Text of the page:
Hub being separated from arms and legs, (note this picture shows the bushes already replaced)
  Next, simply pull hub free! (in true Haynes manual style!) Watch out for the CV boot, and don't pull the drive shaft out from the diff too far otherwise you'll be in for another job...You may need to separate the driveshaft from the hub, (it might be stuck), if so refit the hub nut and hit the end of the driveshaft with a rubber mallet. Use the nut and you won't damage the thread
Hub finally removed from car. Note that the wheel bearing has been covered over with tape. The bearing is an open cage type and as such is prone to attracting all sorts of crap including metal which will prematurely fail the bearing. Before covering up inspect the bearing/grease for debris and remove otherwise you will be doing all this again - oh so very shortly! Click here for an article on how to replace a rear wheel bearing
Picture of the wheel bearing just waiting to catch all the crap! Crap attracting area indicated...
First to be removed is the lower bush, not that it matters in which order they are removed. I found the best way to remove was to drill through the rubber to provide a little room for the rubber to flex. Then remove the top rubber lip with a sharp Stanley knife...
...and using a screwdriver inserted through the bush, hammer this through and out of the other side of the hub...
...to remove the rubber bush
Next up are the two hardest to remove. Soak these in penetrating spray. They look part of the hub to start with, but they will come out with some "gentle" persuasion

First smash through the centre portion of the bush. This has a plastic mounting and is surprisingly difficult to break, but it will eventually come - hit it hard!

Apply heat to the outside of the hub and freezing spray to the inner side and hit the bush with a suitably sized socket. The bush will very slowly begin to move

A correctly sized socket acts as a drift and eases the bush down and out of the hub. The hammer method I found to be the only way as I could not get a suitable position in order to press out these bushes - the hub is an awkward shape!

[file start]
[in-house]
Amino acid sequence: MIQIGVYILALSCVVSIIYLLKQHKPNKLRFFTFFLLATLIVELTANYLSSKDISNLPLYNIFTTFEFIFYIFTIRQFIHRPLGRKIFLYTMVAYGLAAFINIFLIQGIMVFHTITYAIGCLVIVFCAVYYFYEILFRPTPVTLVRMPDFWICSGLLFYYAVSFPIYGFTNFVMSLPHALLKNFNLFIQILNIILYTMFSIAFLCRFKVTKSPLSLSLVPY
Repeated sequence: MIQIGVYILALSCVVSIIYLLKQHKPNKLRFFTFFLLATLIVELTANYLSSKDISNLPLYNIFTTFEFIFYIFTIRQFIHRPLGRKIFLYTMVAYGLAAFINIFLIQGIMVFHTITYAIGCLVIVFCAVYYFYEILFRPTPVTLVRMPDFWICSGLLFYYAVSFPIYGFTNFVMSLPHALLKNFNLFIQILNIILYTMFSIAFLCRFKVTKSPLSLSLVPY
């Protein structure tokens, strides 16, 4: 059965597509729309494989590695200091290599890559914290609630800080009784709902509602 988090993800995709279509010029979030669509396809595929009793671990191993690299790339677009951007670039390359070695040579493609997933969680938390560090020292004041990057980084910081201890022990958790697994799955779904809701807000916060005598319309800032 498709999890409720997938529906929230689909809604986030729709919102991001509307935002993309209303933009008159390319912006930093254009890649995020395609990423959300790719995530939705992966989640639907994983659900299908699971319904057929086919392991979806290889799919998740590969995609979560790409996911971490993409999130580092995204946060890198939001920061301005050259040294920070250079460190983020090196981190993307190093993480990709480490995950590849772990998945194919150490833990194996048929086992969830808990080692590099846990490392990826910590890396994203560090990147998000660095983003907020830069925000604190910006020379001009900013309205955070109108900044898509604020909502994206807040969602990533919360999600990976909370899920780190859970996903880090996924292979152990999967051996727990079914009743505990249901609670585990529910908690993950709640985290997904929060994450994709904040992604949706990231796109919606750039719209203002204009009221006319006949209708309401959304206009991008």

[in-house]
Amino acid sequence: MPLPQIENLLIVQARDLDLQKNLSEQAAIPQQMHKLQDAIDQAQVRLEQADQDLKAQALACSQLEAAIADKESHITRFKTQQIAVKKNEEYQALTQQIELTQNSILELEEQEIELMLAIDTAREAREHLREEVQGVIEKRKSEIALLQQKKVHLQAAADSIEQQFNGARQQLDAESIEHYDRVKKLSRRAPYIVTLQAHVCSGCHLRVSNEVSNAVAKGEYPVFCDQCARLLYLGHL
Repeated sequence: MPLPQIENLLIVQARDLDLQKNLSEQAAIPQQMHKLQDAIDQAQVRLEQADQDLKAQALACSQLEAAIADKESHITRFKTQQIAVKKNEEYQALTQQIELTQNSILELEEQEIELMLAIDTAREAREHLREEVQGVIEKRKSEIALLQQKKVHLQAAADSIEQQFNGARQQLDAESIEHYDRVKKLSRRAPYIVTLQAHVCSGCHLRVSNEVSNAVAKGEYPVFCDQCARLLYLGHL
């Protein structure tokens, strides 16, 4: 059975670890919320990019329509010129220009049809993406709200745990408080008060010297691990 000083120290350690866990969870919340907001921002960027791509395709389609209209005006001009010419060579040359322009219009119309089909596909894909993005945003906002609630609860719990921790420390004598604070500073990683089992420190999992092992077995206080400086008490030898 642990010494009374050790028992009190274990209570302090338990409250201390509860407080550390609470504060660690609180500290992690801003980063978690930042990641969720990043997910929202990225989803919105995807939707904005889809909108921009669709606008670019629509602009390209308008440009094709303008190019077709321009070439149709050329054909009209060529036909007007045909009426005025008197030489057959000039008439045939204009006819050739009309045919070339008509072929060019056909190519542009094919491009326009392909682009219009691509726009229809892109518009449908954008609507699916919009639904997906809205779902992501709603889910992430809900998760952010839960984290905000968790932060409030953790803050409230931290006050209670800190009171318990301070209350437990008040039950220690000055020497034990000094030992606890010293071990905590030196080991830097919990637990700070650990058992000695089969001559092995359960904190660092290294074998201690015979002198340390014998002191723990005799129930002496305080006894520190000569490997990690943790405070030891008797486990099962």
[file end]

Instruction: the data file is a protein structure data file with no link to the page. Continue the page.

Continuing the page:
The three removed bushes, note the lower 2 spherical bushes and the solid rubber bush
The three new bushes. A lot easier to fit than standard bushes!
One naked hub ready to be fitted with PU bushes. First insert one half...
Then the other...
And then the centre shaft
The whole bush should be aligned centrally about the hub and the centre dowel lightly greased to avoid squeaks
The finished hub
  Refitting is simply a reversal of removal! Good luck...
Tips
  • To remove a stubborn nut, soak with penetrating oil, hit with hammer (lightly) and clean exposed threads with a wire brush. If still stuck, apply heat to nut. If still no joy, heat nut, freeze thread and use an impact driver, (I didn't find this necessary). If all else fails cut or grind off the nut. If your lucky and have access to an air gun then use this...
  • The stone guard around the brake disk has probably been bent during the removal of the various arms and bushes - check this otherwise you will have an annoying scraping noise from the rear wheel
  • Clean the contact face of the ABS sensor, removing rust streaks and all metallic particles
  • Lightly smear copper grease onto the driveshaft splines to aid removal in the future
  • It is a good idea to apply thread lock to all the bolts during reassembly to stop the possibility that they can come undone
  • Fit the trailing arm first as this is difficult to align, then front radius arm then the rear
  • Do not over tighten hub nut, this will lead to premature bearing failure
  • Replace the locking cap split pin
  • Don't allow any contamination to drop into the wheel bearing...or you might be replacing a wheel bearing soon!

Any questions or comments then please feel free to e-mail me

Other jobs to do at the same time?

Safety


Disclaimer
This article is intended as a helpful guide and shows how I replaced the rear suspension bushes. If you are in any doubt, or not qualified, do not undertake this modification, consult a qualified mechanic. Alteration of the suspension away from the manufacturers design is not recommended and is undertaken at your own risk!